New Delhi Railway Station is on a fast track to get an artsy revamp
One of the busiest stations in India, New Delhi Railway Station has got colourful walls and street art as part it’s ongoing makeover. The days to come will see upgraded waiting rooms, toilets, and other facilities, too.delhi Updated: Apr 21, 2018 12:57 IST
A peculiar whiff of mere mortals mixed with haphazardly-dumped garbage reaches one’s nostrils from meters away. Soon the chase by men dressed in brick-red shirts (coolies) — to help one carry the luggage — begins and then comes the entry of the New Delhi Railway Station. The childhood memories of the several vacations spent travelling in trains come back rushing, and are suddenly interrupted by an announcement of a delay in the arrival of a train bound for one of the eastern states.
No matter how you arrive — in a cab, auto or your private vehicle of transport — any experience at the station is bound to stay with you for a long time. That’s because of two things — first, the excitement that a train journey creates, and second, the usually dirty… er, filthy environs of the station. Watch out, stomping off mindlessly in any direction can dangerously lead you to a spot that’s brazenly used as a public urinal.
But this will no longer hold true once the detailed upgrade plan of the Indian Railways comes through. Expected to finish by this June-end, it will have loads of changes, from colourful walls to revamped toilets, to marvel at this station opened in 1926. “A lot of work has begun already. I have been working here since the last seven years, and it feels great to see the new display screens, more cleaning staff and other aesthetic developments now,” says Pankaj Tuli, assistant catering manager of a food stall at platform one near the Paharganj Gate.
Some passengers awaiting their train at this platform admire a leopard image created on one of the staircases. “Sher bahut achcha banaya hai (The leopard artwork is very well made),” excitedly says a coolie, Roop Singh. He has been working at the station for 15 years now, and feels happy to see that the station’s upkeep is improving. “Sab kuch badal gaya hai itne saalon mein. Pehle yahan itna ganda rehta tha. Ab safai karne wale bad gaye hain. Achcha lagta hai jab log aasani se aa jaa pate hain (everything has changed in all these years. Earlier it used to be too dirty here. Now the number of cleaners has increased. It feels good when passengers are able to commute easily).”
Nitesh Kumar, a bookseller at platform seven, who doubles up as an information provider for the many passengers, says, “Some people get themselves clicked in front of the peacock that’s painted on this staircase. And then, come asking since when has this been here.” He adds, “Do hazaar se zyada log puchne aate hain ek din mein. Kabhi gaadi ke bare mein, kabhi platform number, aur kabhi aise hi time pas karne. Par jab iss mor ke baare mein puchte hain to main kehta hun ‘Ek number platform par sher bhi hai’ (Some two thousand odd people come asking me about everything from the next train to the platform number on which their train will come. Some even come just like that to chit-chat. But, when a passenger asks me about this peacock painted on the staircase then I ask them to check out the leopard painted on the staircase at platform one). Then, they go to check out the artwork on staircase of platform one and come back to share their excitement with me. It makes me feel happy. But I would have felt proud had they not been dirtying the station. People don’t throw garbage in their homes, then why do they litter here?”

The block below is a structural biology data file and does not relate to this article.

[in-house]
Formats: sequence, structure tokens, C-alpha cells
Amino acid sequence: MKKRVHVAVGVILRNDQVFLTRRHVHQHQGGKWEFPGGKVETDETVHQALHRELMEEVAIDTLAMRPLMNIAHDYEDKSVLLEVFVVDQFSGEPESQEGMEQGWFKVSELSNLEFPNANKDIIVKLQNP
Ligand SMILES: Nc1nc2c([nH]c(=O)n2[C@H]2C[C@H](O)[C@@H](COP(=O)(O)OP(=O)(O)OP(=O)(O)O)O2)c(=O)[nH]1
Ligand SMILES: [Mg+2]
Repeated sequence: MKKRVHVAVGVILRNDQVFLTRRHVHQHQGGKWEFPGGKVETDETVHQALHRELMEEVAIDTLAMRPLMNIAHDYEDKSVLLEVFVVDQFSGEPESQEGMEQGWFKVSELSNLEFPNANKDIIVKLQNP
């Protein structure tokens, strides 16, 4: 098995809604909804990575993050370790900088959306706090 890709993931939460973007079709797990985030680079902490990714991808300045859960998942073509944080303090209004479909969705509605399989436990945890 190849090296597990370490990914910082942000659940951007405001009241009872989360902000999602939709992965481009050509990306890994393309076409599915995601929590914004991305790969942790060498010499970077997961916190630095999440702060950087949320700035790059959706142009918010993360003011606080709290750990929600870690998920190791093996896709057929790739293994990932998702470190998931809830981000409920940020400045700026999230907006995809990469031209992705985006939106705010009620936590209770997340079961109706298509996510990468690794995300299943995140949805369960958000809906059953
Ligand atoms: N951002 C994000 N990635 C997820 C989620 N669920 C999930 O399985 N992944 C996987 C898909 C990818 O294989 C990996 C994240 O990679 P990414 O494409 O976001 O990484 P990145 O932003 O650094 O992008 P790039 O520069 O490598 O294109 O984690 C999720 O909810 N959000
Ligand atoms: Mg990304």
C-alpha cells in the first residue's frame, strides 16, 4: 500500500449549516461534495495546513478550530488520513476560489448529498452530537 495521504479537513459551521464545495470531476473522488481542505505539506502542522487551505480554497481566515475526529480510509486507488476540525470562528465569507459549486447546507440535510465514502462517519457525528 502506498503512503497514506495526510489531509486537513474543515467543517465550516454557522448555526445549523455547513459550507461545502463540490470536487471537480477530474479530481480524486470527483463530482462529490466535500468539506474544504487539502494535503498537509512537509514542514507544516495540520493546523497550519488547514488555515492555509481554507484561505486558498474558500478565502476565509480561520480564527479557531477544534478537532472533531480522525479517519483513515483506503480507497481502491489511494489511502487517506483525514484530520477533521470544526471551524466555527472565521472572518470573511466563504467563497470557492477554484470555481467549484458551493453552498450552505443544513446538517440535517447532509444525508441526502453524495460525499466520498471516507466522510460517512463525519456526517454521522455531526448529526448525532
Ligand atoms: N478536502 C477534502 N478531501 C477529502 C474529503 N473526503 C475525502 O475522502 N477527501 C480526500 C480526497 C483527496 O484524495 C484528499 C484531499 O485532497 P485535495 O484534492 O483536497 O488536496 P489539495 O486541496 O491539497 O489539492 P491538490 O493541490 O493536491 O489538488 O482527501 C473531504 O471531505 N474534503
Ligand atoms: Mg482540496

The question echoes in the premises of the station, and even outside. Rajesh Kumar, a PCO booth in-charge near the Ajmeri Gate entry — where the station façade radiates with a fresh coat of red and white paint — voices his concern against people’s careless attitude: “Why is it always the responsibility of the government to maintain cleanliness? And, even if it is, then the railway authorities are responsible within its premises. The minute you cross the boundary of the station, you witness so much muck that you feel repulsive. Isn’t it also the responsibility of public, in general, to keep public places clean?”
Though there are boards warning people to not sit/wait at the bridge that connects the two ends of the railway station — Paharganj and Ajmeri Gate — yet many flout the rule, and aren’t challaned. At least not in front of us! Nevertheless, the journey of those working, and making a living at this junction continues. And remains alive the hope that their place of work will look artsy and aesthetical in the months to come.
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